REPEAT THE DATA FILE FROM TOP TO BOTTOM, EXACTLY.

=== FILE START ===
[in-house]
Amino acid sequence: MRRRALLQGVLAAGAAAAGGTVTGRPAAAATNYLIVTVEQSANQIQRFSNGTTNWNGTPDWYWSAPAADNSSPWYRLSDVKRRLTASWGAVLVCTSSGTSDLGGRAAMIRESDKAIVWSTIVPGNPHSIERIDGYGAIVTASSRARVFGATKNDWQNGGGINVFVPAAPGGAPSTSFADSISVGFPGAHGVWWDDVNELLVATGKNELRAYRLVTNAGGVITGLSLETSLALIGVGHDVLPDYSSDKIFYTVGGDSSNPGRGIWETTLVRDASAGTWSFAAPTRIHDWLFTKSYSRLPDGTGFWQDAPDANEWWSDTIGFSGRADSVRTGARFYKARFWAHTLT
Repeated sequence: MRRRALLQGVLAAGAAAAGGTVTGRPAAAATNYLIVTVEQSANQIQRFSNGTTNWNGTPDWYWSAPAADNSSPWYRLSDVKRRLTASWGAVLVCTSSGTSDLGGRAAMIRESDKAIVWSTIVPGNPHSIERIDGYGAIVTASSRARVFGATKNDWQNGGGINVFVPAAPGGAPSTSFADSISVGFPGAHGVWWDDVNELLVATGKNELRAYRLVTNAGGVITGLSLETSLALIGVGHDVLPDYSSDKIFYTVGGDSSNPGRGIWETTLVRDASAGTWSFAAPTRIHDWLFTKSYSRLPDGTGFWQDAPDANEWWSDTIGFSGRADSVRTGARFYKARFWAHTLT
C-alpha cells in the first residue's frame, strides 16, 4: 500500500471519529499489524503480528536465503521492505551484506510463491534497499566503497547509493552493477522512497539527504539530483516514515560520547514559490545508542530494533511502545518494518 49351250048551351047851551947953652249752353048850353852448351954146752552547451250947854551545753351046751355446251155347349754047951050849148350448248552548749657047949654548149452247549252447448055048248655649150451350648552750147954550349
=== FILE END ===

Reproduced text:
[in-house]
Amino acid sequence: MRRRALLQGVLAAGAAAAGGTVTGRPAAAATNYLIVTVEQSANQIQRFSNGTTNWNGTPDWYWSAPAADNSSPWYRLSDVKRRLTASWGAVLVCTSSGTSDLGGRAAMIRESDKAIVWSTIVPGNPHSIERIDGYGAIVTASSRARVFGATKNDWQNGGGINVFVPAAPGGAPSTSFADSISVGFPGAHGVWWDDVNELLVATGKNELRAYRLVTNAGGVITGLSLETSLALIGVGHDVLPDYSSDKIFYTVGGDSSNPGRGIWETTLVRDASAGTWSFAAPTRIHDWLFTKSYSRLPDGTGFWQDAPDANEWWSDTIGFSGRADSVRTGARFYKARFWAHTLT
Repeated sequence: MRRRALLQGVLAAGAAAAGGTVTGRPAAAATNYLIVTVEQSANQIQRFSNGTTNWNGTPDWYWSAPAADNSSPWYRLSDVKRRLTASWGAVLVCTSSGTSDLGGRAAMIRESDKAIVWSTIVPGNPHSIERIDGYGAIVTASSRARVFGATKNDWQNGGGINVFVPAAPGGAPSTSFADSISVGFPGAHGVWWDDVNELLVATGKNELRAYRLVTNAGGVITGLSLETSLALIGVGHDVLPDYSSDKIFYTVGGDSSNPGRGIWETTLVRDASAGTWSFAAPTRIHDWLFTKSYSRLPDGTGFWQDAPDANEWWSDTIGFSGRADSVRTGARFYKARFWAHTLT
C-alpha cells in the first residue's frame, strides 16, 4: 500500500471519529499489524503480528536465503521492505551484506510463491534497499566503497547509493552493477522512497539527504539530483516514515560520547514559490545508542530494533511502545518494518 49351250048551351047851551947953652249752353048850353852448351954146752552547451250947854551545753351046751355446251155347349754047951050849148350448248552548749657047949654548149452247549252447448055048248655649150451350648552750147954550349